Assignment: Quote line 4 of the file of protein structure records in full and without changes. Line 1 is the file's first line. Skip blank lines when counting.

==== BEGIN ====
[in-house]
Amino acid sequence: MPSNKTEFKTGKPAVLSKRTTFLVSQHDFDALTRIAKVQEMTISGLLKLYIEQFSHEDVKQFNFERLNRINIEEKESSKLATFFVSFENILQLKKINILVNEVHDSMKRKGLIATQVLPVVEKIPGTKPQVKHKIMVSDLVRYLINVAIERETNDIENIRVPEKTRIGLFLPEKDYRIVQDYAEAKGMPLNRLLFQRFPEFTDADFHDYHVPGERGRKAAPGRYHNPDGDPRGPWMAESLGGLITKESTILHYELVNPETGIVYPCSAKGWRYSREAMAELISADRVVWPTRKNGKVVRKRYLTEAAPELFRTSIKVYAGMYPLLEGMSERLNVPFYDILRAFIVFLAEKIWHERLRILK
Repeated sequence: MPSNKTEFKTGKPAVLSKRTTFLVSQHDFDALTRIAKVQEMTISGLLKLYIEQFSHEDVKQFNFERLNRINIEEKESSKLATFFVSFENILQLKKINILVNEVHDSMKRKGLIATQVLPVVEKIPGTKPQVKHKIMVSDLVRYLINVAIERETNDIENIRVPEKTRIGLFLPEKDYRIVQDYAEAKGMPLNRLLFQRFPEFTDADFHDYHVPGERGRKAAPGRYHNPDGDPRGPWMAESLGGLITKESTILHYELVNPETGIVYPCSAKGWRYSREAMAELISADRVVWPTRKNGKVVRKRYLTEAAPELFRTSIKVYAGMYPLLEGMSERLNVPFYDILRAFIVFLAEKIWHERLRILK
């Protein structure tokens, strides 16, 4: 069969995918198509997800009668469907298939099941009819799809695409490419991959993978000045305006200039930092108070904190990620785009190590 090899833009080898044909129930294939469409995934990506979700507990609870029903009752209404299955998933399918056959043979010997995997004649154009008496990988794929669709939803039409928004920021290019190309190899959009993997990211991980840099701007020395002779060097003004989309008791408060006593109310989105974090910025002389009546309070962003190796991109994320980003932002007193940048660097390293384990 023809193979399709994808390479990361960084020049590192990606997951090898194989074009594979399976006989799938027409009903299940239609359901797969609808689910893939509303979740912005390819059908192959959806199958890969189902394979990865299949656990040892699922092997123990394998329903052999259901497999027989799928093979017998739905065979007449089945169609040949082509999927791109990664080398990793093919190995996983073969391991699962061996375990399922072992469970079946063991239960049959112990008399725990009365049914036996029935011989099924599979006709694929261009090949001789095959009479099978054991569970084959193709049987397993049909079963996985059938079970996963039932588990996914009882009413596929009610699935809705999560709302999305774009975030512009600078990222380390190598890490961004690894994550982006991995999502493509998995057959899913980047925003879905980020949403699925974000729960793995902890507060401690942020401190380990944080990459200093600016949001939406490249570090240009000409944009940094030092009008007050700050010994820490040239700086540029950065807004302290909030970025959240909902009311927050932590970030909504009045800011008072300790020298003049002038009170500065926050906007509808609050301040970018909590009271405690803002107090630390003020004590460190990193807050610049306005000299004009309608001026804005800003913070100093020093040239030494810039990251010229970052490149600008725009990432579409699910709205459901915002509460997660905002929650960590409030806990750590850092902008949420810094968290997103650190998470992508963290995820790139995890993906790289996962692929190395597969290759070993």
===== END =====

């Protein structure tokens, strides 16, 4: 069969995918198509997800009668469907298939099941009819799809695409490419991959993978000045305006200039930092108070904190990620785009190590 090899833009080898044909129930294939469409995934990506979700507990609870029903009752209404299955998933399918056959043979010997995997004649154009008496990988794929669709939803039409928004920021290019190309190899959009993997990211991980840099701007020395002779060097003004989309008791408060006593109310989105974090910025002389009546309070962003190796991109994320980003932002007193940048660097390293384990 023809193979399709994808390479990361960084020049590192990606997951090898194989074009594979399976006989799938027409009903299940239609359901797969609808689910893939509303979740912005390819059908192959959806199958890969189902394979990865299949656990040892699922092997123990394998329903052999259901497999027989799928093979017998739905065979007449089945169609040949082509999927791109990664080398990793093919190995996983073969391991699962061996375990399922072992469970079946063991239960049959112990008399725990009365049914036996029935011989099924599979006709694929261009090949001789095959009479099978054991569970084959193709049987397993049909079963996985059938079970996963039932588990996914009882009413596929009610699935809705999560709302999305774009975030512009600078990222380390190598890490961004690894994550982006991995999502493509998995057959899913980047925003879905980020949403699925974000729960793995902890507060401690942020401190380990944080990459200093600016949001939406490249570090240009000409944009940094030092009008007050700050010994820490040239700086540029950065807004302290909030970025959240909902009311927050932590970030909504009045800011008072300790020298003049002038009170500065926050906007509808609050301040970018909590009271405690803002107090630390003020004590460190990193807050610049306005000299004009309608001026804005800003913070100093020093040239030494810039990251010229970052490149600008725009990432579409699910709205459901915002509460997660905002929650960590409030806990750590850092902008949420810094968290997103650190998470992508963290995820790139995890993906790289996962692929190395597969290759070993």